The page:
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“Breaking the Mental Chains of Black Teenagers” Motivates At-Risk Students

As the author of Breaking the Mental Chains of Black Teenagers, Baker believed his book could positively change the mindsets of at-risk black students. He was proven correct when Ms. Braxton agreed to conduct a chapter by chapter discussion over a four-week period with her class. The topics covered sparked insightful classroom discussions about life choices and dispelled myths about getting rich quick, education not being important, and the fantasy of prison life that many black youth are accepting as reality.

“The growth in my classroom was amazing and continuous! Some students didn’t want to speak or get involve at first, but after reading the first couple of chapters they wanted to participate in the session and discuss the material after class. The rich conversation was the best to me,” said Ms. Braxton, an 8th-grade teacher in Maryland.

Breaking the Mental Chains of Black Teenagers teaches teens how to be leaders, how to be successful in any field, and how to build confidence. The book begins by establishing a positive self-identity for teenagers and reveals proven historical facts, including scientific discoveries such as math that were made by blacks.

“They were utilizing their metacognitive thought processes,” Braxton said of her students. “Yaba became a quick favorite in my class. The children were thirsting for more information and waited eagerly for his arrival every week. There were a number of students who also took it upon themselves to extend their newfound information by doing their own research to learn more about what they read. I would definitely recommend this book to other teachers to use in their classrooms because knowledge is power. This book equips students with knowledge that they would have never known otherwise and that knowledge builds their self-esteem because they know and understand that they come from a people that are way beyond the stereotypes they are accustomed to.”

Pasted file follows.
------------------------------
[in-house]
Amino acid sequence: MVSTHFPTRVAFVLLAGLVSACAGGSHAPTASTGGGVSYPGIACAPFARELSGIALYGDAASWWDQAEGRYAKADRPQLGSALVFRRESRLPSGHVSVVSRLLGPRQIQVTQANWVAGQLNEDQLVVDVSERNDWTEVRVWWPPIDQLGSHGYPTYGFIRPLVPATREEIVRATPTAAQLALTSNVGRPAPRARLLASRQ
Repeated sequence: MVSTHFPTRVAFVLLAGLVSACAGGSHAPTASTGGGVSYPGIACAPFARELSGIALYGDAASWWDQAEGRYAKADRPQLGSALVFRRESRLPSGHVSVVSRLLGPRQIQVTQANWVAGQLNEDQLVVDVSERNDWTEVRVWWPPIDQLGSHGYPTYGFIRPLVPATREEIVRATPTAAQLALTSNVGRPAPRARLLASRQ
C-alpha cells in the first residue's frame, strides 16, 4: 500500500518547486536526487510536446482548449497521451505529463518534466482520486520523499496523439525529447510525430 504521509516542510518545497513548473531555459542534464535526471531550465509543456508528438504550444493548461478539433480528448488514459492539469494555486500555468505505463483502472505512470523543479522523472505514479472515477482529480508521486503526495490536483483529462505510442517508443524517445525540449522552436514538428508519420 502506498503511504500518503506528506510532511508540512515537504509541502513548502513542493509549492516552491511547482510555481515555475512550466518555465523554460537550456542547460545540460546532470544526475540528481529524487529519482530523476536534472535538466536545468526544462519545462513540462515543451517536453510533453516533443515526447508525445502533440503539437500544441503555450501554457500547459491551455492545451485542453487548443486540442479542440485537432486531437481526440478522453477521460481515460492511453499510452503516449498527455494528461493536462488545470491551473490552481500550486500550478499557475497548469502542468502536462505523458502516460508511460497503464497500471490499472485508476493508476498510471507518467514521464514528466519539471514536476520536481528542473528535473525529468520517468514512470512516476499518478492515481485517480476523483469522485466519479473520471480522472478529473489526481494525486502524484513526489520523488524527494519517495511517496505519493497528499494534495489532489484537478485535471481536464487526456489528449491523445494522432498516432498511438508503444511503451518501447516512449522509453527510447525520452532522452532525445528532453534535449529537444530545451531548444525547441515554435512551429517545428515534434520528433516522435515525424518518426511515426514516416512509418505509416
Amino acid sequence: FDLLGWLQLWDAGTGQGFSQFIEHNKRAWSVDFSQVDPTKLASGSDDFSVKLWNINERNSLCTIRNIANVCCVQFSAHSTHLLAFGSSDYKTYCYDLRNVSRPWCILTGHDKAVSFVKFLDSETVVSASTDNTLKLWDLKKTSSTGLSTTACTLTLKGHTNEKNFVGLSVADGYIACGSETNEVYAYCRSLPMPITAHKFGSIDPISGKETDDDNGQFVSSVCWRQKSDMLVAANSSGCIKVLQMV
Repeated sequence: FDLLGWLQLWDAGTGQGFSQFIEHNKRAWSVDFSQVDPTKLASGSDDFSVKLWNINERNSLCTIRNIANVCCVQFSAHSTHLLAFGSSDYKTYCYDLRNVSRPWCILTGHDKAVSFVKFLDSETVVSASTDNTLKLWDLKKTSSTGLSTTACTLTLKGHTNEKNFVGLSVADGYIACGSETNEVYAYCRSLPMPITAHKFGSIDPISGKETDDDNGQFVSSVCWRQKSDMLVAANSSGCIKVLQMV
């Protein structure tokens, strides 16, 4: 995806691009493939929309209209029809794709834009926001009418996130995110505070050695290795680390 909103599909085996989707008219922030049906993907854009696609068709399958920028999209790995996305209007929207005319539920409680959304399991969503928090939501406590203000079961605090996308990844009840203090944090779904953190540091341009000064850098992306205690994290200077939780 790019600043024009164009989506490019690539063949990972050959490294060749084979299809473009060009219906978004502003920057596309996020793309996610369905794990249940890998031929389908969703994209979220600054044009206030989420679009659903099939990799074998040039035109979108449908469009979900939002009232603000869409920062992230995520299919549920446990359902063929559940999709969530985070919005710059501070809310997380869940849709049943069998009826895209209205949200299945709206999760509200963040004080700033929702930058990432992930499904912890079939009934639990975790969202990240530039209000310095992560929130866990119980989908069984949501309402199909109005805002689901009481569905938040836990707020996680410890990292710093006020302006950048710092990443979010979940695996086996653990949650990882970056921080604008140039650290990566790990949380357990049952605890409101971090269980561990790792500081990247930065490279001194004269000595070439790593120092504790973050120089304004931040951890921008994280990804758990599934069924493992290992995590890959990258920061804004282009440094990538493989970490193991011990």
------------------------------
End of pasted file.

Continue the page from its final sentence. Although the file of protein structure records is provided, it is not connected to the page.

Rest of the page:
The class read two or three chapters from the book for each weekly session.

Roxana, a Latino student, feels the book is bigger than the title. “Don’t get discouraged about the title of the book, even if you’re not black, still read it. I’m Latina, don’t feel strange about reading the book. It’s a very good book and you can learn many important things that can be applied to your life for a better future.”

Baker’s passion extends beyond the classroom, and his inspiring and motivating discussions have impacted thousands of teens. His previously written books have received media attention from BET, CBS News, Upscale magazine and other media outlets.

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